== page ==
Turns out the President's much-ballyhooed “Leave No Child Behind” education reform plan may indeed leave children behind. The federal Head Start program is in for a budget shakeup that could lead to its dismantling in many states.
The White House wants to make wholesale changes in the way the pre-school program for poor children is funded and run. Instead of keeping direct control of Head Start in federal hands, the administration aims to shift responsibility to the states.
Funding would come in the form of a block grant that states could administer as they saw fit. The federal Education Department would assume oversight duties of the program from Health and Human Services.
There are two problems with both changes. One, cash-strapped states are fast looting monies from programs and agencies that are not specifically nailed down for other priorities. Block grants for the poor - who have little pull in budget negotiations - will likely be used for other purposes, like plugging gaping holes in state budgets.
Second, moving Head Start to Education mitigates the comprehensive mission of the program that also ministers to the nutritional, medical, and emotional needs of disadvantaged children and attempts to impart life skills to help in their advancement.
In other words, while education is an important element of the preschool program, it is not the only part of a system that prepares nearly 1 million poor kids for kindergarten.
But all that may be moot if the Bush Administration succeeds in turning Head Start into a block grant program, allowing states to replace Head Start providers as beneficiaries of the federal funds. To save money, states could conceivably reduce Head Start services or merge them with existing state programs.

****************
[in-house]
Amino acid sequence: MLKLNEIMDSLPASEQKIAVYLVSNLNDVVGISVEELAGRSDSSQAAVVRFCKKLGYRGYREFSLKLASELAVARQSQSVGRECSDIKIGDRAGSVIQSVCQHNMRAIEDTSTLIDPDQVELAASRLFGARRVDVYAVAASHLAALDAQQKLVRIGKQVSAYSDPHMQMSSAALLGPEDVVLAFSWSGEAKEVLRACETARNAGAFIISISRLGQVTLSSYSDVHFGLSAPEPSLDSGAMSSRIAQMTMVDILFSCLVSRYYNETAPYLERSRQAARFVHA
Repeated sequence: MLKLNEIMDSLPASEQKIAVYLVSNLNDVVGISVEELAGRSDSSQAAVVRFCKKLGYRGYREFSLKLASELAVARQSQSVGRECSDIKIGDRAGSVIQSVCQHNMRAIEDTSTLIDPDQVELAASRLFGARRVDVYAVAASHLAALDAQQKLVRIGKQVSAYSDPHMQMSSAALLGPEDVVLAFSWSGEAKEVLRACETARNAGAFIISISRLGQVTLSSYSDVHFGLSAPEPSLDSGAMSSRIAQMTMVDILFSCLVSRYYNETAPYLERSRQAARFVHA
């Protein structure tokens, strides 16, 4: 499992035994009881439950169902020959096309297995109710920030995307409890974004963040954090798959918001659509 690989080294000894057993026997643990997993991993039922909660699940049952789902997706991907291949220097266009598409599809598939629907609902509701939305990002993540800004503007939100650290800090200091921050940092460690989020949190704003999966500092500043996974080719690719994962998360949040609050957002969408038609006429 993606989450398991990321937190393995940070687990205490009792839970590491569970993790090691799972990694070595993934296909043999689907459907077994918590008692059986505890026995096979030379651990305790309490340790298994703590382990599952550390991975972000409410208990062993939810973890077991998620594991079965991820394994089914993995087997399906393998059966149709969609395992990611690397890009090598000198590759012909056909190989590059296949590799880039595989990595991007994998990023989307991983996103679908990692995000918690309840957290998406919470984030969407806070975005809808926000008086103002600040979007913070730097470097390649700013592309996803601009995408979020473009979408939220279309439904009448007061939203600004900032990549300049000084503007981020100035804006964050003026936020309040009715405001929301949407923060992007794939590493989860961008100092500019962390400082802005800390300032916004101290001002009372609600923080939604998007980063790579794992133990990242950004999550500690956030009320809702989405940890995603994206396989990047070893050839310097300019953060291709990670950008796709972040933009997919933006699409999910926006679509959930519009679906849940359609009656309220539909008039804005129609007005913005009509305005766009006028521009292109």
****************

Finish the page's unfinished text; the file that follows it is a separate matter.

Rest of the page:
States may also be given the discretion to devise their own standards for the pre-schools that differ from the uniform rules employed by Head Start. Pre-school programs already vary widely in quality from state to state.
Under the guise of giving states more flexibility to craft their own programs and eliminate waste and duplication, the Bush Administration is setting a success story backward.
Head Start children need all the help they can get and the program that gives them the tools to escape their poverty can certainly be improved and expanded upon. Today it can't even serve all who are eligible.
But if President Bush's budget proposals pass, even more low-income children who could benefit from early development programs like Head Start might be left behind.
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